When a person is on probation or parole, they are subject to certain conditions imposed by the court or the parole board. Probation is an alternative to jail that affords people an opportunity to live in the community and work, and parole is an early release from a prison sentence. In either case, however, people who are accused violating the terms of their probation or parole may face extremely serious legal penalties and should be sure to consult with a criminal defense attorney as soon as possible.
Common Probation or Parole Violations
The conditions of probation or parole can vary greatly and are usually related to the underlying offense of which the person on probation or parole has been convicted. For example, people who have been convicted of crimes related to drugs or alcohol may be subject to random drug tests, and violent offenders may be prohibited from owning weapons. Some examples of conduct that can constitute a violation of the terms of parole or probation include the following:
- Failing a drug or alcohol test (drug possession, drug trafficking, or DUI)
- Committing another crime
- Possessing a weapon
- Failing to report to a parole or probation officer when required
- Failure to pay fines or fees
- Failure to attend counseling or classes
- Failure to update residence information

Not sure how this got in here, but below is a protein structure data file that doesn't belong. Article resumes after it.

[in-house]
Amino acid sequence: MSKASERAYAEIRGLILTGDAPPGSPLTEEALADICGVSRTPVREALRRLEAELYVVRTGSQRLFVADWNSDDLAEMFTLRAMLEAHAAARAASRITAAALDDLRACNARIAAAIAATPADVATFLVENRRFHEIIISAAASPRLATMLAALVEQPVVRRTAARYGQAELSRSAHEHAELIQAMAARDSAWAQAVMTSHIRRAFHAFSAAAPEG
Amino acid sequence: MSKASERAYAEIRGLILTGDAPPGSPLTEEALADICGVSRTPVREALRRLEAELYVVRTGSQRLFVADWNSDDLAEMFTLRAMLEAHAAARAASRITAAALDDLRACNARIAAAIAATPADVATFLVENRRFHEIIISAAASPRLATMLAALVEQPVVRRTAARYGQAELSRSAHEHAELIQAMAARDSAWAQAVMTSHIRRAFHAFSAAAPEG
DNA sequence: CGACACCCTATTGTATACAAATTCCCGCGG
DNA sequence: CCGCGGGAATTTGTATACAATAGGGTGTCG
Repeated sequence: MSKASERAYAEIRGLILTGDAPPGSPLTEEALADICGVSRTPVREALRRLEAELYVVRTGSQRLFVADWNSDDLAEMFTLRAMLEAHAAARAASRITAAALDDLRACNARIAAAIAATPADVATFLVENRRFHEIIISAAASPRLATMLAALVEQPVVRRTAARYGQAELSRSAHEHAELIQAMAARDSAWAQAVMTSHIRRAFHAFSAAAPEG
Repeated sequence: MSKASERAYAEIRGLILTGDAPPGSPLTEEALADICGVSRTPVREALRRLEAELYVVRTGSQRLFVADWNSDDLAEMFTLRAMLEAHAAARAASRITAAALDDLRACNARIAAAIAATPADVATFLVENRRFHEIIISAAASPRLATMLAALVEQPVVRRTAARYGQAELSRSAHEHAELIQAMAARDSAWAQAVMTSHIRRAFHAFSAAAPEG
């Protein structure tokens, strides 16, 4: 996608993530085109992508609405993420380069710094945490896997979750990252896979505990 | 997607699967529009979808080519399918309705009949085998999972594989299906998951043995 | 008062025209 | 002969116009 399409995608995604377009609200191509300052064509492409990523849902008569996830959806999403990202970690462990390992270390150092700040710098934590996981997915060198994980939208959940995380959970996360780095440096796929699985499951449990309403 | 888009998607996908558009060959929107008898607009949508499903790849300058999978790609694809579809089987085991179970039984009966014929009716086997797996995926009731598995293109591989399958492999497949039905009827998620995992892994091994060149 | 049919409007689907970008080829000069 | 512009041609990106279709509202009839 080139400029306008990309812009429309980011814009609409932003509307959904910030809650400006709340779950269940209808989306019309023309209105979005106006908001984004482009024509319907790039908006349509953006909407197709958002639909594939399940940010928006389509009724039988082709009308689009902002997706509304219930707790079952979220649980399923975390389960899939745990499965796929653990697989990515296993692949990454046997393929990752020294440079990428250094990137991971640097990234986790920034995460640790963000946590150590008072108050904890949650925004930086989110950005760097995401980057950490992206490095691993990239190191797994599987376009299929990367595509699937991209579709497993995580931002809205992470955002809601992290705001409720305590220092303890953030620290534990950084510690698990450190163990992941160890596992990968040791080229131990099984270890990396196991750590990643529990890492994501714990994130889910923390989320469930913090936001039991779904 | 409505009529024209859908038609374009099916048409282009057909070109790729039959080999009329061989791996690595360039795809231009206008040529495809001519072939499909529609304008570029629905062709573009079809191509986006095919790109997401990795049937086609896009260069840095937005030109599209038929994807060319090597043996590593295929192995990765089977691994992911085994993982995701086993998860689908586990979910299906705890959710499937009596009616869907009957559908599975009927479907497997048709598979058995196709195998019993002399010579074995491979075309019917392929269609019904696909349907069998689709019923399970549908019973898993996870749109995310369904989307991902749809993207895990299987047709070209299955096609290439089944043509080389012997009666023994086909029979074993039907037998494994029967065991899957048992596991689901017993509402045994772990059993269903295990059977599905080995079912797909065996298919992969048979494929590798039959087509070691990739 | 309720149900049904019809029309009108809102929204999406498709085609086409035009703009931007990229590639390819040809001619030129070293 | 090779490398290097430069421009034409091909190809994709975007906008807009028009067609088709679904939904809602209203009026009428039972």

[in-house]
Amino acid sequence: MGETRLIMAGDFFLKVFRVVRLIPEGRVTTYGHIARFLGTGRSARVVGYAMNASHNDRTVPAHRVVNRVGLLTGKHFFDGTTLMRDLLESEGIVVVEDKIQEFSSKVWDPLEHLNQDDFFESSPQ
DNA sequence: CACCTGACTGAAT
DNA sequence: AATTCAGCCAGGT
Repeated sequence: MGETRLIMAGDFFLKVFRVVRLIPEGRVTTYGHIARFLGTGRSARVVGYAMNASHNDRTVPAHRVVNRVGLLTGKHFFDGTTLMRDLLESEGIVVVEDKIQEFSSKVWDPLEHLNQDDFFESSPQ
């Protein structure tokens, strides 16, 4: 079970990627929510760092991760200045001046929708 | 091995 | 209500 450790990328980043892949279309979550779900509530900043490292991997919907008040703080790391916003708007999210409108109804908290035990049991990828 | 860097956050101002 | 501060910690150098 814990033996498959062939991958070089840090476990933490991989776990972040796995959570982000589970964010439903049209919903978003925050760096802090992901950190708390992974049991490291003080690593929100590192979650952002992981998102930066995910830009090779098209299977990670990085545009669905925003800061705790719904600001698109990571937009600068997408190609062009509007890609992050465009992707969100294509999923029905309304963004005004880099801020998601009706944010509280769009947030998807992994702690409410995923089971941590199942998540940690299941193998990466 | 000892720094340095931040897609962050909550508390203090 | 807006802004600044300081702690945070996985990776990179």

- Failure to attend treatment
- Failure to complete any other conditions imposed by the court or the parole board
What are the Potential Consequences for Violating the Conditions of Your Probation or Parole?
Violating your probation or parole has the potential to result in extremely serious penalties. In many cases, courts order probation in cases where they suspend the imposition of a sentence. If the terms of your probation are violated, the court has the power to impose the original terms of the sentence as well as additional penalties for violating your probation. Similarly, if you are found to be in violation of your parole, it could very easily result in you being sent back to prison.
Fortunately, there are many ways that an experienced attorney can help people who have been accused of violating their probation or parole. In some cases, the entire case may be the result of a misunderstanding or a misinterpretation of the conditions imposed by the court or the board. In others, it may be possible to negotiate an alternative penalty for the violation that does not involve incarceration, such as treatment, house arrest, work release, or community service.
Contact Our Colorado Springs Parole and Probation Violation Lawyers
If you have been accused of violating the terms of your probation or parole, you should speak to an attorney as soon as you can. The criminal defense attorneys at The Gasper Law Group are committed to protecting the rights of people who have been accused of probation or parole violations and do everything we can to keep them out of jail. To schedule a free consultation with one of our lawyers, contact us today at 719-227-7779.